The Pharmacia acquisition would lengthen Pfizer's lead as the largest drug maker in the United States and would vault it to the top spot in Europe, Japan and Latin America.

Pfizer's proposed acquisition requires approval by regulators in both the United States and Europe. Pfizer currently has about 8 percent of the global market, while GlaxoSmith-Kline, the second-largest drug company, controls 7.3 percent.

Analysts and investors have long speculated that many pharmaceutical companies would be engulfed in a rash of mergers, leaving only a handful of gigantic survivors. But so far, the largest expected mergers have not materialized, analysts said, because the companies and investors have questioned the long-term benefits.

Pfizer's deal could pressure rivals like GlaxoSmithKline, which has been struggling to discover enough new drugs to make up for those now losing their patent protection, to make acquisitions simply to remain competitive.

GlaxoSmithKline's chief financial officer, John Coombe, said last month that his company had been eyeing Bristol-Myers Squibb, itself plagued by problems.

Pfizer's proposed acquisition of Pharmacia would help sustain its growth, the executives contend, because 11 of its 12 combined blockbuster drugs will be protected by patents through 2010. Its pipeline of drugs in late stages of development would be expanded with several promising Pharmacia drugs, including eplerenone, a new category of treatment for cardiovascular diseases; parecaxib, an injectable arthritis treatment; and CDP-870, another drug that treats rheumatoid arthritis.

With an enlarged research and development budget, Pfizer hopes to discover and develop more new drugs faster than its competitors. The combination would have nearly 120 new chemical entities in development and 80 so-called drug enhancement projects.

The deal would also introduce Pfizer to two markets it has never been in before: cancer treatment and ophthalmology.


Analysts have questioned the value of the drugs Pharmacia has in development.

"Although the company's pipeline contains a number of interesting new products," Peter Norman, a pharmaceutical consultant and analyst, wrote in a recent report, "none have clear blockbuster potential."

A swirl of controversy surrounds one and possibly two of Pharmacia's top selling arthritis drugs, Celebrex and Bextra. Last month, Express Scripts, one of the largest pharmacy benefit-management companies, said that Celebrex and a rival Merck drug, Vioxx, were being overly prescribed and have only a narrow benefit over older drugs like ibuprofen and naproxen, which are available in generic and over-the-counter versions for a fraction of the price.

Express Scripts said it was recommending that its clients, which include many employer health plans, require patients who are not at risk of ulcers to try generic pain relievers first, possibly denting sales of Celebrex and Bextra, which is similar.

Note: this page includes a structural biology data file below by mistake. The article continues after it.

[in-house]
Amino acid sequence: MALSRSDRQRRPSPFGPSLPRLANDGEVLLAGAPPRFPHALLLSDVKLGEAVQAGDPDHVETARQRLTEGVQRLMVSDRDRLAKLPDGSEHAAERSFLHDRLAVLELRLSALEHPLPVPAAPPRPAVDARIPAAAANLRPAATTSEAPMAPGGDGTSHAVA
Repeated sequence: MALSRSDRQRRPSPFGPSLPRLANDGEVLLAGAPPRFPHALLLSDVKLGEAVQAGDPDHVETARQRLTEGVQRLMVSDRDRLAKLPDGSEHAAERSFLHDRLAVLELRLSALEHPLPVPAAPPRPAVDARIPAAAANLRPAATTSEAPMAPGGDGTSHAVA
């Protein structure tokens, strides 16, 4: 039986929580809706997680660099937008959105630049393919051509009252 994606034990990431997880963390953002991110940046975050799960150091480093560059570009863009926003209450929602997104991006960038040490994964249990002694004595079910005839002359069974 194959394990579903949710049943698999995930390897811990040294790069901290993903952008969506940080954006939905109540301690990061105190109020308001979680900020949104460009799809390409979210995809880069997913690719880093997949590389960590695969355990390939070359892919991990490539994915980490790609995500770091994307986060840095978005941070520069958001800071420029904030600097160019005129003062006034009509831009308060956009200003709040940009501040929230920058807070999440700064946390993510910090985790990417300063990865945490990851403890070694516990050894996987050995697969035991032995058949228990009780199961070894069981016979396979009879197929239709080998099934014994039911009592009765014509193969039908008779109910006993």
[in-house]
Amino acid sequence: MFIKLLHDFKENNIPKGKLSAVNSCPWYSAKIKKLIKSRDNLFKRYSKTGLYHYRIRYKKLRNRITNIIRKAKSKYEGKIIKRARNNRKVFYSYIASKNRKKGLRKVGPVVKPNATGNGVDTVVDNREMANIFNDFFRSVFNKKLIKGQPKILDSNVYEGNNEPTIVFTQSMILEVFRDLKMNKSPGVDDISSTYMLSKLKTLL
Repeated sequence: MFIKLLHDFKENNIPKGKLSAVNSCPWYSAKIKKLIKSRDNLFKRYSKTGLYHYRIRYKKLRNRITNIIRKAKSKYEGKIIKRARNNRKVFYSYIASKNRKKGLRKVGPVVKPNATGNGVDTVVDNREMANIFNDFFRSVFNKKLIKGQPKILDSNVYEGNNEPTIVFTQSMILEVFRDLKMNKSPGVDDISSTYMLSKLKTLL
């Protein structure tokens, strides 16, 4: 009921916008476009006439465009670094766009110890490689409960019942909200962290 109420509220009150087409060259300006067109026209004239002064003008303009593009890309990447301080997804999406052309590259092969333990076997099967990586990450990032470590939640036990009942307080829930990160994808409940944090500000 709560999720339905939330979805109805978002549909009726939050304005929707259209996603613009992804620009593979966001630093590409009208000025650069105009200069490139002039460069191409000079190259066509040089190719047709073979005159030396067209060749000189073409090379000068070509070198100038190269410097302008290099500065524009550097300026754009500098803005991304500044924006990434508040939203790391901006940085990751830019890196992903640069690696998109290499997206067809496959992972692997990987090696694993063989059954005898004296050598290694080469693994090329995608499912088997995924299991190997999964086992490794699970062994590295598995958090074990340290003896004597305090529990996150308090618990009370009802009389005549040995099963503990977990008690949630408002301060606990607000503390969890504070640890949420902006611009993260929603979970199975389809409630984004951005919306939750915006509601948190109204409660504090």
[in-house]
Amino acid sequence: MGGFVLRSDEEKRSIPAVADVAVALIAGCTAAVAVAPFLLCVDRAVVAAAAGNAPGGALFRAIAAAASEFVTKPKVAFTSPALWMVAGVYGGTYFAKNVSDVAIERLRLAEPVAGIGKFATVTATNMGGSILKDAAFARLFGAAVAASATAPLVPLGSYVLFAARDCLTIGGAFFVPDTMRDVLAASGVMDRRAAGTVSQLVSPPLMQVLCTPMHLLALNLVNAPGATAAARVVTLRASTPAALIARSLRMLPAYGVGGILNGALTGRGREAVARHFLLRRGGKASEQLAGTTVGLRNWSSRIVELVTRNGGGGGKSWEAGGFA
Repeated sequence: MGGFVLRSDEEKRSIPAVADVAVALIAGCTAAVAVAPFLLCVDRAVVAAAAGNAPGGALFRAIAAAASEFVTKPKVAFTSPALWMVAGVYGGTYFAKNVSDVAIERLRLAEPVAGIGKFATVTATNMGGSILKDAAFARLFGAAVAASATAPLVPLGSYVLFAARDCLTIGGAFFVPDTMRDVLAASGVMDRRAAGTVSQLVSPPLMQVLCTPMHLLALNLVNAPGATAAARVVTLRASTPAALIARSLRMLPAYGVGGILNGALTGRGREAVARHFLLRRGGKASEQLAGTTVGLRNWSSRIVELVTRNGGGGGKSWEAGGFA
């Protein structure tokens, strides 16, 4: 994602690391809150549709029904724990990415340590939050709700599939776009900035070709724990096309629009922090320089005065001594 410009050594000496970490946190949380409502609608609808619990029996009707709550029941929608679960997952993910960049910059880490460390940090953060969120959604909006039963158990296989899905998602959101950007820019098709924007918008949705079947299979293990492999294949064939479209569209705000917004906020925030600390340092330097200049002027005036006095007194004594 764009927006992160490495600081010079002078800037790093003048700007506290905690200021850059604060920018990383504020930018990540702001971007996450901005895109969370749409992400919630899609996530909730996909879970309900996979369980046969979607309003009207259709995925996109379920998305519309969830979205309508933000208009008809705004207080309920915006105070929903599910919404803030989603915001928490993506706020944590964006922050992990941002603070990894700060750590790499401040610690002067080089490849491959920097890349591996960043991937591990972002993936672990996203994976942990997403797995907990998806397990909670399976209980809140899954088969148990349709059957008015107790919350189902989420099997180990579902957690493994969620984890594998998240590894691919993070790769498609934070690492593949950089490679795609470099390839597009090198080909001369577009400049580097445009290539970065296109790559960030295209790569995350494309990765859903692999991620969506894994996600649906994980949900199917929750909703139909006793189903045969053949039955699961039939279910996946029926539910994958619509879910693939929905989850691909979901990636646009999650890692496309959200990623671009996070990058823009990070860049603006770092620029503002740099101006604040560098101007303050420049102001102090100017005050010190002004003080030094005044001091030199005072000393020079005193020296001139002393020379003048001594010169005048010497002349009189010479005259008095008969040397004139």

Washington lawmakers have been vocal in recent months about rising drug prices and their cost to uninsured senior citizens and states that have to pay escalating Medicaid bills.

But the deal will probably be approved by regulators because the companies have few overlapping drugs. The only possible overlap may be between Pharmacia's Detrol and a competing drug that Pfizer is currently developing. Executives close to the transaction expect the deal to be completed by the end of the current year.

The executives said they expected the deal to create as much as $2.5 billion in annual savings by 2005. They expect savings of $1.4 billion in 2003 and $2.2 billion in 2004. The savings will come from cuts in administrative costs, purchasing, manufacturing, distribution and research and development.

Pfizer's absorption of Warner-Lambert was widely admired as a model of how to fully exploit an acquired portfolio of blockbuster drugs.

Pfizer's chairman and chief executive, Henry A. McKinnell, who conceived of the deal, would run the combined company. Fred Hassan, Pharmacia's chairman and chief executive, would become vice chairman of Pfizer and get a seat on the board.

Under the deal, Pfizer would trade 1.4 of its shares for each share of Pharmacia, according to the executives. That price of $45.08 a share, based on Friday's close, represents a 38 percent premium over Pharmacia's stock price of $32.59. Pfizer shareholders would own 77 percent of the combined company, the executive said, while Pharmacia's shareholders would own 23 percent.

Prior to the completion of the deal, Pharmacia plans to proceed with its previously announced spinoff to its shareholders of its remaining stake in Monsanto, the executives said. As a result of the spinoff, Pharmacia's shareholders would actually receive the equivalent of about a 44 percent premium, they said.

Pfizer also plans to announce today that it will expand its $10 billion stock repurchase to $16 billion, a measure that may help stabilize the value of its stock. After most merger announcements, the acquirer's stock at least temporarily declines.

Pfizer was advised by Lazard and Bear, Stearns & Company and represented by the Cadwalader, Wickersham & Taft law firm.

Pharmacia was advised by Goldman, Sachs and represented by the Sullivan & Cromwell law firm.